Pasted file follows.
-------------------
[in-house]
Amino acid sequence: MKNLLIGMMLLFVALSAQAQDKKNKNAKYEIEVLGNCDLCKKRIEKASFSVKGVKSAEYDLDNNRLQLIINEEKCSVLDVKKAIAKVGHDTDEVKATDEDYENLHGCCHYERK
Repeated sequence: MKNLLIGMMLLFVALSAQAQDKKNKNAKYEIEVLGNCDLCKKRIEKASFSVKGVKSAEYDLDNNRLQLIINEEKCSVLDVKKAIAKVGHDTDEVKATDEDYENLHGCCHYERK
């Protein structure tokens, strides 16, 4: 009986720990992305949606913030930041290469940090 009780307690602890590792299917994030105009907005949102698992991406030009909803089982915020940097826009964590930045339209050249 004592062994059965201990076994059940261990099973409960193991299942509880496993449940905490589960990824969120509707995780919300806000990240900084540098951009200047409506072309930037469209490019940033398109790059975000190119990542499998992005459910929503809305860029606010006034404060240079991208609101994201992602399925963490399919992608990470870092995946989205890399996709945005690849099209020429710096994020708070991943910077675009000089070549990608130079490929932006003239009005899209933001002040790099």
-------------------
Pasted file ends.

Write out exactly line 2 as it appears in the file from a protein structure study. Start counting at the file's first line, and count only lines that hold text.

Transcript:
Amino acid sequence: MKNLLIGMMLLFVALSAQAQDKKNKNAKYEIEVLGNCDLCKKRIEKASFSVKGVKSAEYDLDNNRLQLIINEEKCSVLDVKKAIAKVGHDTDEVKATDEDYENLHGCCHYERK